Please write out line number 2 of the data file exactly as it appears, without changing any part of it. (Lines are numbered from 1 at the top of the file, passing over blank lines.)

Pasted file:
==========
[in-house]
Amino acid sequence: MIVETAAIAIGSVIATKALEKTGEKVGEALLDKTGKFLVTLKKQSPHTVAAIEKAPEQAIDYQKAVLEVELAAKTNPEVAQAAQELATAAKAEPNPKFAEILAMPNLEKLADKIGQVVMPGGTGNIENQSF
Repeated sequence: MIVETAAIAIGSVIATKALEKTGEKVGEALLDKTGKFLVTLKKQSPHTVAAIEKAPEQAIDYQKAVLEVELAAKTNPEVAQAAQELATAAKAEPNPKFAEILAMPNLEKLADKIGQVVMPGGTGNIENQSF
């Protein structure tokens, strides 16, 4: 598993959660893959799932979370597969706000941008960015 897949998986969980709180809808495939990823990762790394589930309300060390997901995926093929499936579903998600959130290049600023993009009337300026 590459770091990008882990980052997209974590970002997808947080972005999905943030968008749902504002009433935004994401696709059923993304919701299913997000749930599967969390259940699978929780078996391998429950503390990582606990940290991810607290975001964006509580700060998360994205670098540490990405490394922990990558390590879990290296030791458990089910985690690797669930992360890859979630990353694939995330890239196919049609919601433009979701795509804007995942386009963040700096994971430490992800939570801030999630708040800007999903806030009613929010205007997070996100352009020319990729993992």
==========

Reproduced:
Amino acid sequence: MIVETAAIAIGSVIATKALEKTGEKVGEALLDKTGKFLVTLKKQSPHTVAAIEKAPEQAIDYQKAVLEVELAAKTNPEVAQAAQELATAAKAEPNPKFAEILAMPNLEKLADKIGQVVMPGGTGNIENQSF